Actinopterygii (ray-finned fishes) > Salmoniformes
(Salmons) > Salmonidae
(Salmonids) > Salmoninae
Etymology: Salmo: Latin, salmo, Plinius = salmon (Ref. 45335); trutta trutta: trutta is a Latin name for trout (Ref. 10294).
Environment / Climate / Range
Marine; freshwater; brackish; pelagic-neritic; anadromous (Ref. 51243); depth range 0 - ? m, usually ? - 10 m. Subtropical; 18°C - 24°C (Ref. 12741); 71°N - 34°N, 25°W - 57°E
Length at first maturity / Size / Weight / Age
Maturity: Lm 16.1, range 257 - 600 cm
Max length : 140 cm SL male/unsexed; (Ref. 682); common length : 72.0 cm TL male/unsexed; (Ref. 3397); max. published weight: 50.0 kg (Ref. 682); max. reported age: 38 years (Ref. 32682)
(total): 3 - 4;
soft rays: 9 - 14;
Vertebrae: 57 - 59. Fusiform body (Ref. 51442). Head little and pointed (Ref. 51442). Mouth large, extending mostly after the eye and has well developed teeth (Ref. 51442). Teeth on shaft of vomer numerous and strongly developed (Ref. 7251). Caudal fin with 18-19 rays (Ref. 2196). Caudal peduncle thick and rounded (Ref. 51442). Little scales (Ref. 51442). Body is grey-blue colored with numerous spots, also below the lateral line (Ref. 51442). Blackish colored on upper part of body, usually orange on sides, surrounded by pale halos. Adipose fin with red margin.
Europe and Asia: northwestern coast of Europe. Introduced widely. Several countries report adverse ecological impact after introduction.
Found in streams, ponds, rivers and lakes (Ref. 5951). Individuals spend 1 to 5 years in fresh water and 6 months to 5 years in salt water (Ref. 51442). Juveniles mature in 3-4 years (Ref. 6885). Lacustrine populations undertake migration to tributaries and lake outlets to spawn, rarely spawning on stone, wave-washed lake shores. Spawns in rivers and streams with swift current, usually characterized by downward movement of water intro gravel (Ref. 59043). Spawning takes place normally more than one time (Ref. 51442). They prefer cold, well-oxygenated upland waters although their tolerance limits are lower than those of rainbow trout and favors large streams in the mountainous areas with adequate cover in the form of submerged rocks, undercut banks, and overhanging vegetation (Ref. 6465). Life history and spawning behavior is similar to the salmon Salmo salar (Ref. 51442). Each female produces about 10.000 eggs (Ref. 35388, Ref. 51442). Mainly diurnal (Ref. 682). Sea and lake trouts forage in pelagic and littoral habitats, while sea trouts mainly close to coast, not very far from estuary of natal river (Ref. 59043). Juveniles feed mainly on aquatic and terrestrial insects; adults on mollusks, crustaceans and small fish (Ref. 26523, Ref. 51442). Marketed fresh and smoked; eaten fried, broiled, boiled, cooked in microwave, and baked (Ref. 9988).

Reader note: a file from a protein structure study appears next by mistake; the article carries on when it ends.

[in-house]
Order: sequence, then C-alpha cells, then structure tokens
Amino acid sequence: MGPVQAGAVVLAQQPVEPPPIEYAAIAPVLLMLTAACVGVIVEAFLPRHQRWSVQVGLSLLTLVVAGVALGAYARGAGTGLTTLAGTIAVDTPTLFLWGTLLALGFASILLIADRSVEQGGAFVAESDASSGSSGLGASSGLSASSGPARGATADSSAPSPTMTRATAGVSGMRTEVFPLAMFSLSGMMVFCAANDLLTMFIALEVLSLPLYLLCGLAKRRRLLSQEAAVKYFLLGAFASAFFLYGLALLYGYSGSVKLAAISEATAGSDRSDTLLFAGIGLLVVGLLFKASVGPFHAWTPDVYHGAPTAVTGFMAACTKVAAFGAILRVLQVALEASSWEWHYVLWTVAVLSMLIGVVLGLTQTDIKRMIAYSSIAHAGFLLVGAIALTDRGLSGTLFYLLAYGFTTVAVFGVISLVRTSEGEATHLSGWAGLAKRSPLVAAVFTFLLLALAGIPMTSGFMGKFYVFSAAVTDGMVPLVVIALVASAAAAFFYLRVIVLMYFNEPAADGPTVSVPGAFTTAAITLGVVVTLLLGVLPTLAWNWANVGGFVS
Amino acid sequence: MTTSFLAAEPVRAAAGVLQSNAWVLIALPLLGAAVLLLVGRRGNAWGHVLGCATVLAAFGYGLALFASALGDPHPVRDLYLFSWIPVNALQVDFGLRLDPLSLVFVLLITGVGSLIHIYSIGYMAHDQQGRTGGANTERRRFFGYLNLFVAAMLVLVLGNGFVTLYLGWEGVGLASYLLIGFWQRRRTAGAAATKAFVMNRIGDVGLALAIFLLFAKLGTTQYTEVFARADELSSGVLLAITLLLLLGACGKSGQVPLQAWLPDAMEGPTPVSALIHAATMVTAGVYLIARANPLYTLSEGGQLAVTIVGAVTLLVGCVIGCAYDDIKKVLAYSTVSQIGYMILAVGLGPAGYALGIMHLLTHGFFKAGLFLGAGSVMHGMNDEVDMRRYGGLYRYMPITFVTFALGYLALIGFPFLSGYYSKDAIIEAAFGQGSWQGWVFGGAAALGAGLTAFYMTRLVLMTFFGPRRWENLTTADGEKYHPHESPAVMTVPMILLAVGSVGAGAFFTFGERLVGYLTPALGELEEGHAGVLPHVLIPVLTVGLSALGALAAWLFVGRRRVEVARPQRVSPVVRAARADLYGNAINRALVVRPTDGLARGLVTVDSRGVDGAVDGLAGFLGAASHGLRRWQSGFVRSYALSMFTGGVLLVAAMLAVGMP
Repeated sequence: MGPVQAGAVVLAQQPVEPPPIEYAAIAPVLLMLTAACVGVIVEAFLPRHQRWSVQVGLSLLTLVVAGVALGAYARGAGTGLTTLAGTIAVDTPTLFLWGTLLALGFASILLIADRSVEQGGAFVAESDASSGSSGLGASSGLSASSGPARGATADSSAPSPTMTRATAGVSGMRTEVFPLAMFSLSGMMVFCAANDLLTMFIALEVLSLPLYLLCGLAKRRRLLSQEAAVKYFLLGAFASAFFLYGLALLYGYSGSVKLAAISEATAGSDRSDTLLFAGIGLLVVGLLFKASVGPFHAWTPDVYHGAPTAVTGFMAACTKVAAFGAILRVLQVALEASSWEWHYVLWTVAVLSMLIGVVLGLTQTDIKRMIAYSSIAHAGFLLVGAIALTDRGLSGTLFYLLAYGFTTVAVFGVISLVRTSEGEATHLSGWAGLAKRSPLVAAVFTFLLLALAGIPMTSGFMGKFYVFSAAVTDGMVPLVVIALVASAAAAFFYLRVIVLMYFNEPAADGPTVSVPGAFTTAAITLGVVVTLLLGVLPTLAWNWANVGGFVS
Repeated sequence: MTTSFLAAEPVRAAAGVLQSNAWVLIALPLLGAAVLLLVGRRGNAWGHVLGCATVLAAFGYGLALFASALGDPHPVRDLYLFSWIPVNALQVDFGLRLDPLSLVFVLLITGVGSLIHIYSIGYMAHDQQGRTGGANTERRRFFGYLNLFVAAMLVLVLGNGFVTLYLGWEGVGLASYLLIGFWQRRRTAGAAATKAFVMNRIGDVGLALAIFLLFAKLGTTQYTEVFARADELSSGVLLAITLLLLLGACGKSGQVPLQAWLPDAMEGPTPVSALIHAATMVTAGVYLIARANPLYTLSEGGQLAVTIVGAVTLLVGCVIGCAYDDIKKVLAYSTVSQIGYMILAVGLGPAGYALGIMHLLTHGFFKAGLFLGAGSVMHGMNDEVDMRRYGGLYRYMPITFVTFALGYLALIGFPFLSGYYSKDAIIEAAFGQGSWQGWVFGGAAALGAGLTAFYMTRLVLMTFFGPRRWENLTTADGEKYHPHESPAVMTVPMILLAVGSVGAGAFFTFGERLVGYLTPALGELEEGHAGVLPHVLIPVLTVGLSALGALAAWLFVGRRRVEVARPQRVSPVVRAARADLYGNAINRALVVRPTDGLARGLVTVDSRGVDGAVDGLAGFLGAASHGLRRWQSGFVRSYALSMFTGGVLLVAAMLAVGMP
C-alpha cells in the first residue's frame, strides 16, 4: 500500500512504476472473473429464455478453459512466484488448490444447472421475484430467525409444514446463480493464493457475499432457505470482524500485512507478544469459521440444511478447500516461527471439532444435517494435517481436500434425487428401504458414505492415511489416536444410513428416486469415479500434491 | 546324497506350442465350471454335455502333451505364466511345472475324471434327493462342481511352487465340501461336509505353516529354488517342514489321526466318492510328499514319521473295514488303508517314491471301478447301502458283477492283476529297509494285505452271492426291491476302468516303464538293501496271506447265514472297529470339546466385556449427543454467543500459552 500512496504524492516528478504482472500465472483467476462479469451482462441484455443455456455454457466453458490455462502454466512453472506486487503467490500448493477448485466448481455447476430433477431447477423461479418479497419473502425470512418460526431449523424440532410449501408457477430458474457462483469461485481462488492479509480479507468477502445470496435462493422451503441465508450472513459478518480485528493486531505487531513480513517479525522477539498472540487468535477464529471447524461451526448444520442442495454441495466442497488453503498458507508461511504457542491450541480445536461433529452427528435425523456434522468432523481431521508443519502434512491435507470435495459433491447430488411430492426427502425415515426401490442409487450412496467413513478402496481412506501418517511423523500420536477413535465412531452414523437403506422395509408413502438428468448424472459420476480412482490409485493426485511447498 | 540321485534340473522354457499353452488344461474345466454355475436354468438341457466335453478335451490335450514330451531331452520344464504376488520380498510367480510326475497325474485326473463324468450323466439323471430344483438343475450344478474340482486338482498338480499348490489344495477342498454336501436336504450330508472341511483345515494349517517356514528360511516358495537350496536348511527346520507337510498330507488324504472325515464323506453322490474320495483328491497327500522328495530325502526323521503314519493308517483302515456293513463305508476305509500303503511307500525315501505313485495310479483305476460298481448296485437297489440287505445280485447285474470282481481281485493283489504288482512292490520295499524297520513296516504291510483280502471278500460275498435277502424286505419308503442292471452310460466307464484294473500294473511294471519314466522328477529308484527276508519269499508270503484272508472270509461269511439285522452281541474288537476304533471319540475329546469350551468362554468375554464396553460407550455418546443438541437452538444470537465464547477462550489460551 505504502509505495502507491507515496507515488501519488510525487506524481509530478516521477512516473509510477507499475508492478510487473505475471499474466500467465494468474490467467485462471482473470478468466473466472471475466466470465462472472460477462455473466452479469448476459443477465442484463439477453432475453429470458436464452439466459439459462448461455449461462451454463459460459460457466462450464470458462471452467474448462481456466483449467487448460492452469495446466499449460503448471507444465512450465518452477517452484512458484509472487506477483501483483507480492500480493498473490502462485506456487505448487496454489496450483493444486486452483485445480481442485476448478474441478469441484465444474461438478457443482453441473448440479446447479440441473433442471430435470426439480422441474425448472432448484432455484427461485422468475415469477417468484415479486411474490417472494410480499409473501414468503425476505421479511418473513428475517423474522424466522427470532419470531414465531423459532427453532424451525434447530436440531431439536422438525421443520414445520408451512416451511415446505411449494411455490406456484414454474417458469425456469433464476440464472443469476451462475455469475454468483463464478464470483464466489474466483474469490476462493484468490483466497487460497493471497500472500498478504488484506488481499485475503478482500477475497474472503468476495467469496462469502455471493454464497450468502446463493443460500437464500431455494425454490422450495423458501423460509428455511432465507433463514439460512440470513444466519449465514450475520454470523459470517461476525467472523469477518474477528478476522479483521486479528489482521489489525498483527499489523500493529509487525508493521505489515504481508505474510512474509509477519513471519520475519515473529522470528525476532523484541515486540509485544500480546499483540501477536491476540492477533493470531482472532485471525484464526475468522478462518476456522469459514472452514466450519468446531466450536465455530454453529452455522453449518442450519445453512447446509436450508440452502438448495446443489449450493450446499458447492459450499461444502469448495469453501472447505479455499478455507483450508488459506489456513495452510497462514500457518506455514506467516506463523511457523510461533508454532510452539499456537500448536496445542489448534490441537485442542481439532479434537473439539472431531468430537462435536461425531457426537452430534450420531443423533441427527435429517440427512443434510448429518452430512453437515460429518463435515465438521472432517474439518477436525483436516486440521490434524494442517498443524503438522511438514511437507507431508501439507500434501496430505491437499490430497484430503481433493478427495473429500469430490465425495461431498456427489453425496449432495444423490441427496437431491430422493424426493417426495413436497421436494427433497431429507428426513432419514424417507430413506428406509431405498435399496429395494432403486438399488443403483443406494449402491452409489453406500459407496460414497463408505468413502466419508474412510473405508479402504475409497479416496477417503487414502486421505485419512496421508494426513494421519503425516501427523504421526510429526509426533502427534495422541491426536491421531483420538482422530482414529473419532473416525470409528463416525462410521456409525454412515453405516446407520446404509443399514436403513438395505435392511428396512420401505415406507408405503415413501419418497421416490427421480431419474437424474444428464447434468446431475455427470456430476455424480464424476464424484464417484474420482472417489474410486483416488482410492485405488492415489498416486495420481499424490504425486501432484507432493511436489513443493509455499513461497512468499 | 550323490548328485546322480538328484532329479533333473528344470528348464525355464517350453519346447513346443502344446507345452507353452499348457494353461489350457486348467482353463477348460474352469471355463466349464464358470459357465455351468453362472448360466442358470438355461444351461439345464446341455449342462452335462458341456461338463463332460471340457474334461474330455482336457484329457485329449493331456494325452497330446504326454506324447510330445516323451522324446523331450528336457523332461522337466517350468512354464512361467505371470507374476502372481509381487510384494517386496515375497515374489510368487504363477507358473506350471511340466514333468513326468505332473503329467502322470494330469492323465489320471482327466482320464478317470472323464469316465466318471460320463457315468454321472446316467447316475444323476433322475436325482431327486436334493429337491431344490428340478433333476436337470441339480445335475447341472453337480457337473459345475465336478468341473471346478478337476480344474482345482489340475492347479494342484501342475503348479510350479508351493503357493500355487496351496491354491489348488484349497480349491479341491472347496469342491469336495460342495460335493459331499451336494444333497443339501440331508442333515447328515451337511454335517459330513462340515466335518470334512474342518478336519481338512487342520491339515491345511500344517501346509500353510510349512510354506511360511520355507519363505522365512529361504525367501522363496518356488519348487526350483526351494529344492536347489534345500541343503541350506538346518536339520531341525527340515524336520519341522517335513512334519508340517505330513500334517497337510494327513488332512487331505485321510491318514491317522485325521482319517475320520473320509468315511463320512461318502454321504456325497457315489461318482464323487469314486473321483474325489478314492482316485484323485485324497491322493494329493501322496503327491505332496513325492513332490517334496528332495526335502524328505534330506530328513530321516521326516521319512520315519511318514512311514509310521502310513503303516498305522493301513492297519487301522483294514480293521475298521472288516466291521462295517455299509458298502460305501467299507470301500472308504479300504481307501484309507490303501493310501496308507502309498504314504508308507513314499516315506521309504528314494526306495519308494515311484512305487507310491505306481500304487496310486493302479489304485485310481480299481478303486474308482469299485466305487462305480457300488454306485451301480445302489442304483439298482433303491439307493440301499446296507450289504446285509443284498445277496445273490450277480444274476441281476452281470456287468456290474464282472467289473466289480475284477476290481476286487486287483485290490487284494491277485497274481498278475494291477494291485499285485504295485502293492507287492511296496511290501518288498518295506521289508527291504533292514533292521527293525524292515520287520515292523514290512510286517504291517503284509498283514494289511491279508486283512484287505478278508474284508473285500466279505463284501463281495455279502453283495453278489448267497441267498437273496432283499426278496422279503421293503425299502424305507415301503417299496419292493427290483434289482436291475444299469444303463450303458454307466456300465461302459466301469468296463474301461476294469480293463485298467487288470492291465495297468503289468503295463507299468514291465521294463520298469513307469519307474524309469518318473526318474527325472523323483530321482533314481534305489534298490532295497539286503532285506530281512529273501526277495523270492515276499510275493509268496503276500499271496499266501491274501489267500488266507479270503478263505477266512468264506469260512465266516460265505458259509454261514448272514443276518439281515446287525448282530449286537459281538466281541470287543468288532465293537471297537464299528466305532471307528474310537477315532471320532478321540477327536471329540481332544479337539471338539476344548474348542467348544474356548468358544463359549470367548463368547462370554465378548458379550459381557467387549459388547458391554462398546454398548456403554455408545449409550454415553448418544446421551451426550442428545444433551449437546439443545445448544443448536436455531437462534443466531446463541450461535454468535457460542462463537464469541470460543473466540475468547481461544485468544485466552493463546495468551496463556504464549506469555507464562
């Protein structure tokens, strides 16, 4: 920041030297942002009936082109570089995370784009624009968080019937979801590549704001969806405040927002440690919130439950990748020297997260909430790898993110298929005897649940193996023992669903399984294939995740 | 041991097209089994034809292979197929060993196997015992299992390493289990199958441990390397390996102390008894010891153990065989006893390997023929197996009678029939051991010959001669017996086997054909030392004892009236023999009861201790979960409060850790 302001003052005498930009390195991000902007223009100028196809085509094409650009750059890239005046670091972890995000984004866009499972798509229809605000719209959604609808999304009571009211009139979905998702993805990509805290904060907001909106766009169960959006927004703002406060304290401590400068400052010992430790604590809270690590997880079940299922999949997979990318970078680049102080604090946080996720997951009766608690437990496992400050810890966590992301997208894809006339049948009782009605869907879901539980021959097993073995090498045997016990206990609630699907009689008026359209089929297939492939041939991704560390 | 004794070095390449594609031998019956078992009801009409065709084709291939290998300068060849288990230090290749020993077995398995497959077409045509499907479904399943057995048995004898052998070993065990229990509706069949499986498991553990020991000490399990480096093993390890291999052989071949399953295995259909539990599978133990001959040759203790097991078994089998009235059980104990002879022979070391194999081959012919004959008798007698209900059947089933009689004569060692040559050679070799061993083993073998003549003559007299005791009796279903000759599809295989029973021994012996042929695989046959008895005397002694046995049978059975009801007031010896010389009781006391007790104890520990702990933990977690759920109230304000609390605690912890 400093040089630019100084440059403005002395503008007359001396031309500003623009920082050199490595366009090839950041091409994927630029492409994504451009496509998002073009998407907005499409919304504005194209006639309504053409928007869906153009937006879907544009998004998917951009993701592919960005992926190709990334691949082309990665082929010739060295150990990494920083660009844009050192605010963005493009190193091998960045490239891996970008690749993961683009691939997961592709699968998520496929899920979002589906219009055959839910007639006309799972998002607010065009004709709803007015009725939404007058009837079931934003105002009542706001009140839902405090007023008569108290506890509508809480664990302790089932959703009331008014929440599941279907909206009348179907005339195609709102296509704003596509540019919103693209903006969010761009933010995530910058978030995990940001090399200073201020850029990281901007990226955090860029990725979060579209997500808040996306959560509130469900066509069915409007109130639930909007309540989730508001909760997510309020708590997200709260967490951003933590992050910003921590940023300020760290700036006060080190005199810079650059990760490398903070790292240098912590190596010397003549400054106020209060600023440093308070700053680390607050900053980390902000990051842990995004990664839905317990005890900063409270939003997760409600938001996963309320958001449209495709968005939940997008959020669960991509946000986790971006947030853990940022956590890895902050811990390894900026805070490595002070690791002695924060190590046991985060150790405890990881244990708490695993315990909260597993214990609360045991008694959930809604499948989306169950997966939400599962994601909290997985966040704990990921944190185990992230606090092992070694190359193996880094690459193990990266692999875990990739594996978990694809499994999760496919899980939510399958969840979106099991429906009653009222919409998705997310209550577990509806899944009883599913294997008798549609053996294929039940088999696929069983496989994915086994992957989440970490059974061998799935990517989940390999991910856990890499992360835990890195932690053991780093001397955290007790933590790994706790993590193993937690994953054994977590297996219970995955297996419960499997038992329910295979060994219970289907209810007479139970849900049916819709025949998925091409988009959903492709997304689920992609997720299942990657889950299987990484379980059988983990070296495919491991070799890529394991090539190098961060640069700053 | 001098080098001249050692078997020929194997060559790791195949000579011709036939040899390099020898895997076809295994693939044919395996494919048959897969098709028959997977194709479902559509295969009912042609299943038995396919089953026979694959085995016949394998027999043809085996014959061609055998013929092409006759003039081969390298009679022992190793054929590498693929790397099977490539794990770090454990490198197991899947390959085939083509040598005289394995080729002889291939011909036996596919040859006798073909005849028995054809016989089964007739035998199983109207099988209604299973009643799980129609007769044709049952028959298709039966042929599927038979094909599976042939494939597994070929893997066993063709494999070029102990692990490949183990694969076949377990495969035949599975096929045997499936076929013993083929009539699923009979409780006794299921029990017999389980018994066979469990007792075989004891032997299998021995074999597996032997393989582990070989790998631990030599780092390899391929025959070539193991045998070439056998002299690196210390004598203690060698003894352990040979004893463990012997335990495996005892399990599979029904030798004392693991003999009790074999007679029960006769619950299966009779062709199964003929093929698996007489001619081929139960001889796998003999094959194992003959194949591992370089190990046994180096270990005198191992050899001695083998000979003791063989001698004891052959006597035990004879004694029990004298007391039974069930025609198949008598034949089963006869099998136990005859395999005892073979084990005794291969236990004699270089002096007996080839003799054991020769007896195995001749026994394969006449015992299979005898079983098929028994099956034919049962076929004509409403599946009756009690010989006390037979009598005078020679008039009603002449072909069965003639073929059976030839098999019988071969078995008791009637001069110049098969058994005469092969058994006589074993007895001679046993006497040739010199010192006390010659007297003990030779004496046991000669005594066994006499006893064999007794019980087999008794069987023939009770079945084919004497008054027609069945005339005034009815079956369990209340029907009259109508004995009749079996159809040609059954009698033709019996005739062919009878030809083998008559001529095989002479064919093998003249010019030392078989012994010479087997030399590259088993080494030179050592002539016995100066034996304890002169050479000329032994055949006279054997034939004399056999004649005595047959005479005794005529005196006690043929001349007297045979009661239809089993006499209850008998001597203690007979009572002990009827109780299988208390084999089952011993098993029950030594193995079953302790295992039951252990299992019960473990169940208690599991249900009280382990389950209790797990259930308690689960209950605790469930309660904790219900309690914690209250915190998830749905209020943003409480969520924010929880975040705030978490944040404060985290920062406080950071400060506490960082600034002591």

Svetovidov, A.N., 1984. Salmonidae. p. 373-385. In P.J.P. Whitehead, M.-L. Bauchot, J.-C. Hureau, J. Nielsen and E. Tortonese (eds.) Fishes of the north-eastern Atlantic and the Mediterranean. UNESCO, Paris. vol. 1.
IUCN Red List Status (Ref. 90363)
Threat to humans
Fisheries: commercial; aquaculture: commercial; gamefish: yes
Estimates of some properties based on empirical models
Phylogenetic diversity index (Ref. 82805
= 0.5000 [Uniqueness, from 0.5 = low to 2.0 = high].
Bayesian length-weight: a=0.00760 (-0.01854 - 0.03374), b=3.07 (3.05 - 3.09), based on LWR estimates for this species (Ref. 93245
Trophic Level (Ref. 69278
): 3.2 ±0.4 se; Based on diet studies.
Resilience (Ref. 69278
): Medium, minimum population doubling time 1.4 - 4.4 years (K=0.11-0.33; tm=2-4; tmax=38(?); Fec=5,000).
Vulnerability (Ref. 59153
): Moderate to high vulnerability (47 of 100) .